A Buddhist based 501c dedicated to shape a brighter future for children whose lives are impacted by the wars in Iraq, Afghanistan, and Pakistan.

  • The International Peace Project is a mosaic exchange between U.S. and Iraqi students

  • Develop programming

  • Lead mosaic workshops in three area schools

COMMUNITY BUILT ARTIST, Travis Manion Foundation; Doylestown, PA — 2009 - Present

The Foundation’s mission is to assist our nation’s veterans and the families of Fallen Heroes.  To serve the community and country by fostering strength of mind and body to create a generation of future leaders.

Freedom Square is a community built mosaic project that transformed an outdoor space in Doylestown; to honor service to the nation and reflect upon sacrifices for our unity and freedom

  • Worked on all aspects of  designing, planning,and fundraising

  • Facilitated workshops with many community organizations and national groups including T.A.P.S. (Tragedy Assistance Programs for Survivors), C.B. Cares, Girls Scouts of America, and local parents of the fallen

  • Installed ceramic  tile to create Freedom Square mosaics

BOARD MEMBER, Tile Heritage Foundation; U.S.A — 2010 - Present

A non-profit charitable organization, dedicated to promoting an awareness, appreciation, historical perspective of tile and tile installations.  The Foundation is involved with the preservation of ceramic surfaces while also enhancing the visibility of contemporary tile works.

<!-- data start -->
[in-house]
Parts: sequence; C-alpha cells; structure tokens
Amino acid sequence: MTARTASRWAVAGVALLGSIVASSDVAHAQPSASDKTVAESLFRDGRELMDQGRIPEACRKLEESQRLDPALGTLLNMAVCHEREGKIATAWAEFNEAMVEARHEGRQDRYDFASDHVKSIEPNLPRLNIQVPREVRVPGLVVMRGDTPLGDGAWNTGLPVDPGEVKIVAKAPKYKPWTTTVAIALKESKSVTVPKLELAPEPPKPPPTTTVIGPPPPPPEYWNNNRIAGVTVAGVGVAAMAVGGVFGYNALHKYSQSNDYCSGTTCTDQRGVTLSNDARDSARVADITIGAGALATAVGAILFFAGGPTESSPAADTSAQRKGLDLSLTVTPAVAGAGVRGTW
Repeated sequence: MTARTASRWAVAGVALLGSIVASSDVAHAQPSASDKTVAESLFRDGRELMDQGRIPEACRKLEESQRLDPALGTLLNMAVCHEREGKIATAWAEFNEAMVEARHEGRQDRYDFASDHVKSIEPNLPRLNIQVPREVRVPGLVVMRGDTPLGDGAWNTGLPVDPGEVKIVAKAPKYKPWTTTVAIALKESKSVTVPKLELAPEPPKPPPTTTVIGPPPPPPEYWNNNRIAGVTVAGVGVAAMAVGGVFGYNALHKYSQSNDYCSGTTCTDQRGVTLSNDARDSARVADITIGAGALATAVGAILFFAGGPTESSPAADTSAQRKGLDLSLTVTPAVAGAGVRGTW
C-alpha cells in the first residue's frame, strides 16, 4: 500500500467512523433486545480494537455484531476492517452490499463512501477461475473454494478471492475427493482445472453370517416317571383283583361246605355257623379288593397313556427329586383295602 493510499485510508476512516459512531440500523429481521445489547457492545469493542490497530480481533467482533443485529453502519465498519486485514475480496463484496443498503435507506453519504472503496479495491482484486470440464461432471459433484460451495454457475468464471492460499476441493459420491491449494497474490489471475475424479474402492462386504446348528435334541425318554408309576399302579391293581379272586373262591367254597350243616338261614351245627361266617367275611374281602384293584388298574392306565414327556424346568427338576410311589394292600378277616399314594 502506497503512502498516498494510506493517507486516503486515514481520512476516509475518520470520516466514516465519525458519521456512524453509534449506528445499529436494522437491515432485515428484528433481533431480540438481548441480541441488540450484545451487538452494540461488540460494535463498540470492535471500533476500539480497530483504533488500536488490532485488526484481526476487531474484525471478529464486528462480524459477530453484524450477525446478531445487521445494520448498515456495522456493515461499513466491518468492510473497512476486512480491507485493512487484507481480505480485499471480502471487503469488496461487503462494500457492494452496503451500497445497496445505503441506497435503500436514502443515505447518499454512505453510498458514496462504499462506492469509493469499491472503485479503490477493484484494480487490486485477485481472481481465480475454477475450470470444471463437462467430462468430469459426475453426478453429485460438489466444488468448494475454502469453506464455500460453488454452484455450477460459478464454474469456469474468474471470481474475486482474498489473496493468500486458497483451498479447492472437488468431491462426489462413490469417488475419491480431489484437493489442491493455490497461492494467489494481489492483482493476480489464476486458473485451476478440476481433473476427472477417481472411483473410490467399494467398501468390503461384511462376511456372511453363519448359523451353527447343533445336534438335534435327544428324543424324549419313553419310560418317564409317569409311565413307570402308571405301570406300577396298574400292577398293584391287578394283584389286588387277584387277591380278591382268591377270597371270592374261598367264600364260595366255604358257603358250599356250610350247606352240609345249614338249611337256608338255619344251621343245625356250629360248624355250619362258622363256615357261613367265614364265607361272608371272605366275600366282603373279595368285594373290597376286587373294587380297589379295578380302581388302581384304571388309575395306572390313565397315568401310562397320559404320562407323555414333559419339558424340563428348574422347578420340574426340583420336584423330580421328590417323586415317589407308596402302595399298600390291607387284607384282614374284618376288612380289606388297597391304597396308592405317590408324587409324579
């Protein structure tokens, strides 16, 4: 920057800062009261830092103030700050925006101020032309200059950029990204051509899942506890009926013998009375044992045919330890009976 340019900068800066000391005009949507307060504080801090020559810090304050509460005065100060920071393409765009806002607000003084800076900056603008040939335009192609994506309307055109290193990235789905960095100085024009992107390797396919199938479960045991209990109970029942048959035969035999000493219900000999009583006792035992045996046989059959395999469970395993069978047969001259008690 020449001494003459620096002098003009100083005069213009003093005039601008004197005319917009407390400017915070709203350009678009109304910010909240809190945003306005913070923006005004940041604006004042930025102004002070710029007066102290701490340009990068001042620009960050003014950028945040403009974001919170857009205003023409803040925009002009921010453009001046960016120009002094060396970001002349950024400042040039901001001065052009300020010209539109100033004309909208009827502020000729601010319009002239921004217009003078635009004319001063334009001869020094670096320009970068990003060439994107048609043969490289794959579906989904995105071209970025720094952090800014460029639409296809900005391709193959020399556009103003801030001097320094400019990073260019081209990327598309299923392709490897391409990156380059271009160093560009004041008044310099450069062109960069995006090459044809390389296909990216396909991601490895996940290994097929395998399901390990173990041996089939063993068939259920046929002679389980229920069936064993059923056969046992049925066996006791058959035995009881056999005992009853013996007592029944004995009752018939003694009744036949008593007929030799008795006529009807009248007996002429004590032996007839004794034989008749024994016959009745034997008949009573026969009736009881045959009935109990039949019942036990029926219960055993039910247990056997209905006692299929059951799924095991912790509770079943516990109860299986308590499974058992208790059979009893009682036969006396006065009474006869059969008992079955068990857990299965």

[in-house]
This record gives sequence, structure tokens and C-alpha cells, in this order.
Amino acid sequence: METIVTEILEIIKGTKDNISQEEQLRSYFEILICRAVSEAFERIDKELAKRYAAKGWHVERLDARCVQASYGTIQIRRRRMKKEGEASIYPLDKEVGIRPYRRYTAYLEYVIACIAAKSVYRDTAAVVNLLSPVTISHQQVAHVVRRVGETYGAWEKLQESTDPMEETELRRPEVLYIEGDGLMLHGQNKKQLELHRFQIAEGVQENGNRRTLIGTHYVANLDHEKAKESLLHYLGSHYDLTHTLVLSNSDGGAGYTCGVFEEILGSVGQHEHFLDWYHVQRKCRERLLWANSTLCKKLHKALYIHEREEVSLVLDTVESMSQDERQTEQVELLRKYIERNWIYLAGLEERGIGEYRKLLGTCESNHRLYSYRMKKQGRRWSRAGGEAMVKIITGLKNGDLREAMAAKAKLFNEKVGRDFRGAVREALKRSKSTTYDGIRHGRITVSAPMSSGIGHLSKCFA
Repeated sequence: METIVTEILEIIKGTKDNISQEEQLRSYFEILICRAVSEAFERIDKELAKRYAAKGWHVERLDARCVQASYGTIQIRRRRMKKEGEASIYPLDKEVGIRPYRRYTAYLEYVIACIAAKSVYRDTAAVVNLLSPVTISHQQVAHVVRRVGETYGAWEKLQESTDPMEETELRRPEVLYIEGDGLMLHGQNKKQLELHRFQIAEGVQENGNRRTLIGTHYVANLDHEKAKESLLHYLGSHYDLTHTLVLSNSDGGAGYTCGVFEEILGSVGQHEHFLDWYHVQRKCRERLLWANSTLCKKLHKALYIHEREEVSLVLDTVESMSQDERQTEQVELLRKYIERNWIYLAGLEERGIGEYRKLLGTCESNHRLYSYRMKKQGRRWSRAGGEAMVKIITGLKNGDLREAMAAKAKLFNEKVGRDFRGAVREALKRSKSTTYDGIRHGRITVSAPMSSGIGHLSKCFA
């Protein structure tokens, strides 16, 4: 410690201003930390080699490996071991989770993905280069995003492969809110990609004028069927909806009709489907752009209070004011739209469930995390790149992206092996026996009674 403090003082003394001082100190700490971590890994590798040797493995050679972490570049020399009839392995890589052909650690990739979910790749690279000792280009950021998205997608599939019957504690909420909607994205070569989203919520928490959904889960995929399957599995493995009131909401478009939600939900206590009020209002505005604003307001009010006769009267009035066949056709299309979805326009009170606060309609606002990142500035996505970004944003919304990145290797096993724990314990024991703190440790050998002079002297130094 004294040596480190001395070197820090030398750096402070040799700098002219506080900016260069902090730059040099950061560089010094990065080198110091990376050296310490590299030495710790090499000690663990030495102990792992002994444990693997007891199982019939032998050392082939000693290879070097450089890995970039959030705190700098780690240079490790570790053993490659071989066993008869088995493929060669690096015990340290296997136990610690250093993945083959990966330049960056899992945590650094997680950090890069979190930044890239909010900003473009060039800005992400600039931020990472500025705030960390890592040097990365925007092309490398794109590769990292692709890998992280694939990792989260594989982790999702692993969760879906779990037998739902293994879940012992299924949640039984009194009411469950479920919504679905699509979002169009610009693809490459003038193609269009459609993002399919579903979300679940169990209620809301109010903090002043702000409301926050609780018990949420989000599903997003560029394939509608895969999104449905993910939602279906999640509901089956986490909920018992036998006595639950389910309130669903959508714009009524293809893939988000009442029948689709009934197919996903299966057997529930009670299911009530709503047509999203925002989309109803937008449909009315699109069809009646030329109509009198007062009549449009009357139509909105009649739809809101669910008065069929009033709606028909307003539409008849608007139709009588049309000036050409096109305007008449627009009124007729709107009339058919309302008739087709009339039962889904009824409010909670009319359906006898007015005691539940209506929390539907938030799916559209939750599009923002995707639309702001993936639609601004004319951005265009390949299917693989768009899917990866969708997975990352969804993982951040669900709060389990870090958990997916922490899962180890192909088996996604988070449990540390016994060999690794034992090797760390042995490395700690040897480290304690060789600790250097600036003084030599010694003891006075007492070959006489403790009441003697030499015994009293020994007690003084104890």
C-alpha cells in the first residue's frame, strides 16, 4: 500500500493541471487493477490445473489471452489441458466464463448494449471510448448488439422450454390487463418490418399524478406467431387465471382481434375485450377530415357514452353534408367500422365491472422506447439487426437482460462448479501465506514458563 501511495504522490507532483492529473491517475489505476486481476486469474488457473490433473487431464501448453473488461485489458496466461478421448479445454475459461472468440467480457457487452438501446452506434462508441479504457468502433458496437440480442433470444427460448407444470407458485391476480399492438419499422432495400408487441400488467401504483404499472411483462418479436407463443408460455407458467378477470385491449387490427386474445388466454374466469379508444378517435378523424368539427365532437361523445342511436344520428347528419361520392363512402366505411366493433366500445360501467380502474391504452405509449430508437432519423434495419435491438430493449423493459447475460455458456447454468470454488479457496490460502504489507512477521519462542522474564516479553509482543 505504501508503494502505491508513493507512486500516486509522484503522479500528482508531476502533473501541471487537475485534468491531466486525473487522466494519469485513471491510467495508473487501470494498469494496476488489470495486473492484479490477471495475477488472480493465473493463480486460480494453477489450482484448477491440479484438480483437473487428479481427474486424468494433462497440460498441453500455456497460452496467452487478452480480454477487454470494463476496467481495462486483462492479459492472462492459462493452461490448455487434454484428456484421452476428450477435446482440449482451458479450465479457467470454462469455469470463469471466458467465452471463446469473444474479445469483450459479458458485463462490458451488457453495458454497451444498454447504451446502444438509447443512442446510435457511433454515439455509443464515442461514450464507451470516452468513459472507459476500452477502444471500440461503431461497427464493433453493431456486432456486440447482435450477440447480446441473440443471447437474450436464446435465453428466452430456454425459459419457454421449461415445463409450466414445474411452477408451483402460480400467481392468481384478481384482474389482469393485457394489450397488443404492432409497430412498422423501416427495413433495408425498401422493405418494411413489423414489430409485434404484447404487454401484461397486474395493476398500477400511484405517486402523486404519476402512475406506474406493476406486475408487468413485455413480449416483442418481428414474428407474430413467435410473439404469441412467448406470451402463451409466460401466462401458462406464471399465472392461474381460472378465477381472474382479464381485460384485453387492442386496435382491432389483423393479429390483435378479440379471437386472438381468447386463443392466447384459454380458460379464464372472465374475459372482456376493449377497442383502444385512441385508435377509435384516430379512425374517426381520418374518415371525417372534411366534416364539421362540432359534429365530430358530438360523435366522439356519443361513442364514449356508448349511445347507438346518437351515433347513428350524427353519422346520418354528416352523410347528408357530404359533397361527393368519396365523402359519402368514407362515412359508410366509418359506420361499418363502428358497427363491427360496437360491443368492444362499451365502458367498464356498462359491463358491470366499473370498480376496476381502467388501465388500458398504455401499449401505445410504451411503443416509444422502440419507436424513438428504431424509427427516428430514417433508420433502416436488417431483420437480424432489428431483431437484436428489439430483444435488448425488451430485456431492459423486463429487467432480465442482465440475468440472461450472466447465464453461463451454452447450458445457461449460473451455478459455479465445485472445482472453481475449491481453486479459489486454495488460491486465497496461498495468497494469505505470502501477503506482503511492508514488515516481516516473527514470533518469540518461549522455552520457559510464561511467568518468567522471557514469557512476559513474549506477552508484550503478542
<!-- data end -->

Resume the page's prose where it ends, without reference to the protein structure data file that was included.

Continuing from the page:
• Spearheaded Clay in the Community and Classroom ,an outreach that provides tile industry training tools as well as classroom educational resources for keeping the craft alive

  • Worked on all aspects of collaborative national juried art show with Philadelphia’s Magic Gardens in March 2010

EXHIBITING ARTIST

Fragments ,Shards and Pieces , City Hall ,Philadelphia , Pa.Spring 2015

For Every Season Tile,Tile,Tile Bucks County Historical Society;Fonthill Museum Doylestown, Pa -Fall 2014

Mosaic Arts International 2014 Houston,Tx.  International  art exhibition group show

Imaginings from Nature, Philadelphia Magic Gardens; Philadelphia, PA- Summer 2013

A solo exhibit

The Woods are Calling, Bucks County Historical Society; Fonthill Museum, Doylestown, PA- Spring 2013

Invitational exhibit

Tell Tale Tiles and Fractured Fantasies, Philadelphia Magic Gardens; Philadelphia PA- Spring 2010

Juried show

 

Galaxy Art Show, Network of Victim Assistance (NOVA); Bucks County, PA- 2000 - Present

A non-profit that provides support, counseling and works to empower victims of sexual assault and other serious crimes.  Endeavoring to eliminate and prevention programs.

- yearly participant in art show whose proceeds benefit NOVA

 

Affiliations AND  Associations

 

COMMUNITY BUILT ASSOCIATION, Member

A not-for-profit association of professionals who are involved in all aspects of the community build field. The organization was formed to provide a network for such professionals and to offer information, education and training to the general public.

MOSIAC SOCIETY OF PHILADELPHIA, Member

An organization that enthusiastically promotes awareness, appreciation and practice of mosaic art in the Philadelphia area through education and community outreach.

PHILADELPHIA MAGIC GARDENS, Member

An organization that preserves the artwork of Isaiah Zagar and educates the public about mosaic and folk art.  By making art accessible, PMG seeks to foster civic engagement, community beautification, and artistic collaboration.

SOCIETY OF AMERICAN MOSAIC ARTISTS, Member

A non-profit organization dedicated to educating, inspiring and promoting excellence in mosaic arts.

HANDMADE TILE ASSOCIATION, Member